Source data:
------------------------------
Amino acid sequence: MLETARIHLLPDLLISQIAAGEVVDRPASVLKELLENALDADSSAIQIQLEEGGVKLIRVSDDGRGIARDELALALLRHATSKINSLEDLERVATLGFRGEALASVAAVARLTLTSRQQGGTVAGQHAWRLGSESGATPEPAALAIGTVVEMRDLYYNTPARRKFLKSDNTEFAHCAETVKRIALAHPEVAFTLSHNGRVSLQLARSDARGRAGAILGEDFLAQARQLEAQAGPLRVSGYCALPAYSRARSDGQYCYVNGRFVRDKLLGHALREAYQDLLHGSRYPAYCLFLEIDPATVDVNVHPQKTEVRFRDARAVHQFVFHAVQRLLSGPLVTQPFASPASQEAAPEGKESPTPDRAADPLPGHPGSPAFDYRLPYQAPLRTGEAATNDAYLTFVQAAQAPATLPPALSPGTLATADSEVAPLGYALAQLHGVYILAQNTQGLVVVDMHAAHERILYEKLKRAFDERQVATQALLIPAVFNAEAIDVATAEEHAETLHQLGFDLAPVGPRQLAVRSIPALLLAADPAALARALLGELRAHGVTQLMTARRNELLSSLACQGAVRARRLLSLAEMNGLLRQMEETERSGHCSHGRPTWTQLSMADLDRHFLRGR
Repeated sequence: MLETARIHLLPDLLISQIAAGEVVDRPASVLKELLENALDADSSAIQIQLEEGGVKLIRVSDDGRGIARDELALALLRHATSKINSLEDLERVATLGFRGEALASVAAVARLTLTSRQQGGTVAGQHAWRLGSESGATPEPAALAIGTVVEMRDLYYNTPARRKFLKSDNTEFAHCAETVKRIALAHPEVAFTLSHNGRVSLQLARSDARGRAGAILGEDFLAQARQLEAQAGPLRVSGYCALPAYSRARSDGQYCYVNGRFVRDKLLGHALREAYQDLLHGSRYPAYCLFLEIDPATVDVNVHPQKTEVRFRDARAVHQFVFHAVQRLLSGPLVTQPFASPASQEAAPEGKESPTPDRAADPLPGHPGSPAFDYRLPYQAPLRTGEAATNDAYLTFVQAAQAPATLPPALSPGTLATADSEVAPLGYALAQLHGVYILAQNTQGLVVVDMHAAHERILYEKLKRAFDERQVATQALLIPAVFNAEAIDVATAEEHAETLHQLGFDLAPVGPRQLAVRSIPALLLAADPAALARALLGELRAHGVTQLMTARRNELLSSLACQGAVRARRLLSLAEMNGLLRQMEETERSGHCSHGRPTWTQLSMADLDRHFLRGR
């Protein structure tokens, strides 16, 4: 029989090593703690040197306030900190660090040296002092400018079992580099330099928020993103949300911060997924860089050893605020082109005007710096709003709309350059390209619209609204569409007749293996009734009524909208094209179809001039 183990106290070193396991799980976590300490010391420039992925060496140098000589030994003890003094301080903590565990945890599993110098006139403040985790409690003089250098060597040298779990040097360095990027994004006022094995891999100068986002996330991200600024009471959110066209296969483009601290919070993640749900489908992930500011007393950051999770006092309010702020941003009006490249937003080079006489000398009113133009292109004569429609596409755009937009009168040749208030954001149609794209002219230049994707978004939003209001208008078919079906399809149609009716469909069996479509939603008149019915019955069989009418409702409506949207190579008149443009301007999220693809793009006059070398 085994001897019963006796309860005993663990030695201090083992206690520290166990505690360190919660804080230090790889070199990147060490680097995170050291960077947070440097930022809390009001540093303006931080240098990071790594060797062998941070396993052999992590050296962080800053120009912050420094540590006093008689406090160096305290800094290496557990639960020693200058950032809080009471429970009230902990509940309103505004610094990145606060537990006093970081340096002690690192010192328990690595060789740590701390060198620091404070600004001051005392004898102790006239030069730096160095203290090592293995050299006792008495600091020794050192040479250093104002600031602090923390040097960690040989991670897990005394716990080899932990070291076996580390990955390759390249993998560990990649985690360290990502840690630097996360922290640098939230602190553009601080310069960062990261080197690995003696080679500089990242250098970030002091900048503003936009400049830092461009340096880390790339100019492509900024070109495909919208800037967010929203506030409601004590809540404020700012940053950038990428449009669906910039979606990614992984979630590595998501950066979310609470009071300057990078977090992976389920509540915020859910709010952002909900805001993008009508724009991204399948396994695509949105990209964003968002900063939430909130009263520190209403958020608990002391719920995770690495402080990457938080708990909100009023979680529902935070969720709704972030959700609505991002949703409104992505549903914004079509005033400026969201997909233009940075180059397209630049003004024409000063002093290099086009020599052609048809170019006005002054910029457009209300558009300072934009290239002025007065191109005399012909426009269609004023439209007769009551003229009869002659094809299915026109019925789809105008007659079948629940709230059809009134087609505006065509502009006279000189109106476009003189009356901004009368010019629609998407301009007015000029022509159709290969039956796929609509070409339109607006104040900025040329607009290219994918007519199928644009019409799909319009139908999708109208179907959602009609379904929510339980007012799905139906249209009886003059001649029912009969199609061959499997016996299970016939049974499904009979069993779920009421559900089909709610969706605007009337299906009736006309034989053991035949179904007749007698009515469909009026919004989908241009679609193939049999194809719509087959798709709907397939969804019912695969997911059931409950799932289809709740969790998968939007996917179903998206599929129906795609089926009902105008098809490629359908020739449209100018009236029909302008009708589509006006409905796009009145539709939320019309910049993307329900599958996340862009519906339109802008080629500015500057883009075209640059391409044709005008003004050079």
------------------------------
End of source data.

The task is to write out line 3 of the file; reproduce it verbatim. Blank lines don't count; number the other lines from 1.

């Protein structure tokens, strides 16, 4: 029989090593703690040197306030900190660090040296002092400018079992580099330099928020993103949300911060997924860089050893605020082109005007710096709003709309350059390209619209609204569409007749293996009734009524909208094209179809001039 183990106290070193396991799980976590300490010391420039992925060496140098000589030994003890003094301080903590565990945890599993110098006139403040985790409690003089250098060597040298779990040097360095990027994004006022094995891999100068986002996330991200600024009471959110066209296969483009601290919070993640749900489908992930500011007393950051999770006092309010702020941003009006490249937003080079006489000398009113133009292109004569429609596409755009937009009168040749208030954001149609794209002219230049994707978004939003209001208008078919079906399809149609009716469909069996479509939603008149019915019955069989009418409702409506949207190579008149443009301007999220693809793009006059070398 085994001897019963006796309860005993663990030695201090083992206690520290166990505690360190919660804080230090790889070199990147060490680097995170050291960077947070440097930022809390009001540093303006931080240098990071790594060797062998941070396993052999992590050296962080800053120009912050420094540590006093008689406090160096305290800094290496557990639960020693200058950032809080009471429970009230902990509940309103505004610094990145606060537990006093970081340096002690690192010192328990690595060789740590701390060198620091404070600004001051005392004898102790006239030069730096160095203290090592293995050299006792008495600091020794050192040479250093104002600031602090923390040097960690040989991670897990005394716990080899932990070291076996580390990955390759390249993998560990990649985690360290990502840690630097996360922290640098939230602190553009601080310069960062990261080197690995003696080679500089990242250098970030002091900048503003936009400049830092461009340096880390790339100019492509900024070109495909919208800037967010929203506030409601004590809540404020700012940053950038990428449009669906910039979606990614992984979630590595998501950066979310609470009071300057990078977090992976389920509540915020859910709010952002909900805001993008009508724009991204399948396994695509949105990209964003968002900063939430909130009263520190209403958020608990002391719920995770690495402080990457938080708990909100009023979680529902935070969720709704972030959700609505991002949703409104992505549903914004079509005033400026969201997909233009940075180059397209630049003004024409000063002093290099086009020599052609048809170019006005002054910029457009209300558009300072934009290239002025007065191109005399012909426009269609004023439209007769009551003229009869002659094809299915026109019925789809105008007659079948629940709230059809009134087609505006065509502009006279000189109106476009003189009356901004009368010019629609998407301009007015000029022509159709290969039956796929609509070409339109607006104040900025040329607009290219994918007519199928644009019409799909319009139908999708109208179907959602009609379904929510339980007012799905139906249209009886003059001649029912009969199609061959499997016996299970016939049974499904009979069993779920009421559900089909709610969706605007009337299906009736006309034989053991035949179904007749007698009515469909009026919004989908241009679609193939049999194809719509087959798709709907397939969804019912695969997911059931409950799932289809709740969790998968939007996917179903998206599929129906795609089926009902105008098809490629359908020739449209100018009236029909302008009708589509006006409905796009009145539709939320019309910049993307329900599958996340862009519906339109802008080629500015500057883009075209640059391409044709005008003004050079």